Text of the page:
February 20, 2019 (Ezega.com) - To many Ethiopians, life revolves around the ‘leaf.’ Chewing khat - commonly known as ‘Miraa’ in east and central Africa- is the norm. You’ll observe groups of men and in some cases women, laying papyrus grass on the floor of their homes, they burn frankincense and brew coffee, which they drink while chewing khat. They say frankincense sets the mood necessary for chewing khat.
But do you know that chewing khat causes liver disease?
A group of medical researchers is calling our attention to their findings, which established an association between liver disease in sub-Saharan Africa and the practice of chewing khat, or popularly ‘Miraaa.’
In their letter addressed to The Lancet Medical Journal, the experts from Norway, Ethiopia, and the United Kingdom appreciated the attention the region has given to liver disease in one of the recently published works by another team of researchers.
Nonetheless, they cited several omissions, including Ethiopia, which suggests a solid causative link between chewing khat and liver failure, especially among men.
Dr. Stian Magnus Staurung Orlien of the Oslo University Hospital understands what ails the region, as far as chewing khat is concerned. He says that khat leads to the development of chronic liver disease in sub-Saharan Africa and failure to recognize its effects means that its importance for the well-being of the public will continue to be overlooked.
Ethiopia’s History of Chewing Khat:
Since time immemorial, Ethiopians chewed khat. It’s not something new. But the habit was limited to Muslim-populated regions, where worshippers did so to pray for extended periods, especially during Ramadan.
However, cultivation and consumption have since spread to areas like Amhara- mostly occupied by Orthodox Christians and the countryside where young men and women chew khat without the knowledge of their parents.
According to the authorities, half of Ethiopia’s youth are chewing khat in a habit termed as an epidemic. The government is even worried the practice is likely to derail its transformation agenda because there will be a lack of the required army of young workers to realize this dream.
While these concerns remain legitimate, khat remains legal because it’s a key source of revenue for the government. Despite the mounting health concerns about its use.
It’s also socially acceptable, and it’ll be extremely challenging to reduce the burden of liver disease in the region if preventive measures of combating the chewing menace aren’t employed.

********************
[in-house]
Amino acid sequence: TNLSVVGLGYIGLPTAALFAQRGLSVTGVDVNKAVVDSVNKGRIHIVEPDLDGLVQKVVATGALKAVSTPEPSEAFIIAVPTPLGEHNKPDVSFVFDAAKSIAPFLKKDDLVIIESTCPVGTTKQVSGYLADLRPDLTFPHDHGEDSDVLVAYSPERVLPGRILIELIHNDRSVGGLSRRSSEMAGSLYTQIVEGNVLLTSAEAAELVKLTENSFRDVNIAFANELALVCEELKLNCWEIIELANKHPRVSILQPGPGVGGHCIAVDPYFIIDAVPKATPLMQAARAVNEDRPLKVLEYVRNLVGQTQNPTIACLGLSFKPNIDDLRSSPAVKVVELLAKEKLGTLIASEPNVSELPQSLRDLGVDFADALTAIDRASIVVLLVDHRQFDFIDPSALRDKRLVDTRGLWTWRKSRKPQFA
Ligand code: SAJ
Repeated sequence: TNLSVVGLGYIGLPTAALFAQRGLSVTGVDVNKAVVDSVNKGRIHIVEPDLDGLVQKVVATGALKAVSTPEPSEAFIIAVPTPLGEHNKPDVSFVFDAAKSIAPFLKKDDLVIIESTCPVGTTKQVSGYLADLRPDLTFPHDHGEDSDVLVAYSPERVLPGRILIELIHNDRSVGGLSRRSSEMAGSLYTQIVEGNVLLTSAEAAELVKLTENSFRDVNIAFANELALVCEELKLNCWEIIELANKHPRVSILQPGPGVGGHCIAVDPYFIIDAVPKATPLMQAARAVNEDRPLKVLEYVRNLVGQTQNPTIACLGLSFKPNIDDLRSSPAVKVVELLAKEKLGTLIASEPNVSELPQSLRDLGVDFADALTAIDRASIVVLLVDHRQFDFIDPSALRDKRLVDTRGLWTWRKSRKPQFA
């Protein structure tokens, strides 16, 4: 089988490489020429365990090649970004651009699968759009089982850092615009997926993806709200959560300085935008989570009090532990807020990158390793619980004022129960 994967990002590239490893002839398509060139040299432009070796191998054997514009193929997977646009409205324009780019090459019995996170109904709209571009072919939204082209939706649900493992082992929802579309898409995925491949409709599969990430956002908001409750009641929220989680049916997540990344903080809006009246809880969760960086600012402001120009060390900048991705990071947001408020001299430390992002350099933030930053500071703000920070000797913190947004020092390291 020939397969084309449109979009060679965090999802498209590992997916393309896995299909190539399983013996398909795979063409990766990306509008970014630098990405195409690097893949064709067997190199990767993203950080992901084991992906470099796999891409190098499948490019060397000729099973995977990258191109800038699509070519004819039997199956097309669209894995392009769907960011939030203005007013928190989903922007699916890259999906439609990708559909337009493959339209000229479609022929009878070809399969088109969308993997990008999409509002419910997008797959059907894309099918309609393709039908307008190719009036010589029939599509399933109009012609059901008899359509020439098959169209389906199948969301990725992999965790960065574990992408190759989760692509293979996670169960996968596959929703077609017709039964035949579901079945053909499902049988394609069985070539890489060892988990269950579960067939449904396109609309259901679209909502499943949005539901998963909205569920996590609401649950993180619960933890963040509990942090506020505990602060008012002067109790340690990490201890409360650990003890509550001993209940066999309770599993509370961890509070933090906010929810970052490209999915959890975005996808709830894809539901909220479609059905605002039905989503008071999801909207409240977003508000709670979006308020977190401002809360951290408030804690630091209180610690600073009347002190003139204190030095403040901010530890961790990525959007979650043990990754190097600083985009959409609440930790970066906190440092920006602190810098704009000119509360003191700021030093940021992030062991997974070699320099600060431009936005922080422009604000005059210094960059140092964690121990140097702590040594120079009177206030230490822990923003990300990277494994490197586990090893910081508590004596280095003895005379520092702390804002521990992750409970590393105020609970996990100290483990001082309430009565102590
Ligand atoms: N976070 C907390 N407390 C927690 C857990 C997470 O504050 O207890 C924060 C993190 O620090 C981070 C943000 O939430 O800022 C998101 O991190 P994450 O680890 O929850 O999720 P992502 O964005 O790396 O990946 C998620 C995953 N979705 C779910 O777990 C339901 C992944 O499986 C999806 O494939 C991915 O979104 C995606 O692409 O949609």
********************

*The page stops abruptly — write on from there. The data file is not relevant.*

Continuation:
One concern highlighted by the research team is the view that khat is considered a traditional medicine. The truth is it’s a recreational drug. Indeed, you’ll see groups of men and women gathered at their favorite joints or in their residential areas where they chew khat until late in the night.
Before the diplomatic row between Kenya and Somalia erupted, there were more than twenty flights a day carrying khat exports from the former to Somali, but the number has significantly reduced. Somali khat traders have turned to Ethiopian suppliers.
Anti-khat crusaders in Somalia are happy that their country is facing a shortage of the drug, but as far as Kenya is concerned khat offers them a business opportunity and it’s not a traditional medicine as suggested by the users.
Lack of Opportunities:
In leading towns like Addis Ababa, skyscrapers are mushrooming, signifying a country whose economy is booming. Indeed, Ethiopia’s economy has been growing at the rate of 10% over the last decade.
However, despite the progress achieved, the youth who make up 70% of the population are unable to find stable jobs. They’ve even cast doubt on the government’s economic growth figures. And many people find solace in khat.
This is detrimental for the country’s economic progress since khat chewers end up being lazy and unhealthy as indicated by the team of specialists. They say khat causes chronic and fatal liver disease.
A Multidisciplinary Approach to the Problem:
The issue of khat is complex, and it requires a multidisciplinary approach by the government, health and religious stakeholders to find a viable solution. But the first step involves accepting the existence of a khat-caused liver disease that’s threatening the lives of people.
By Solomon O. for Ezega News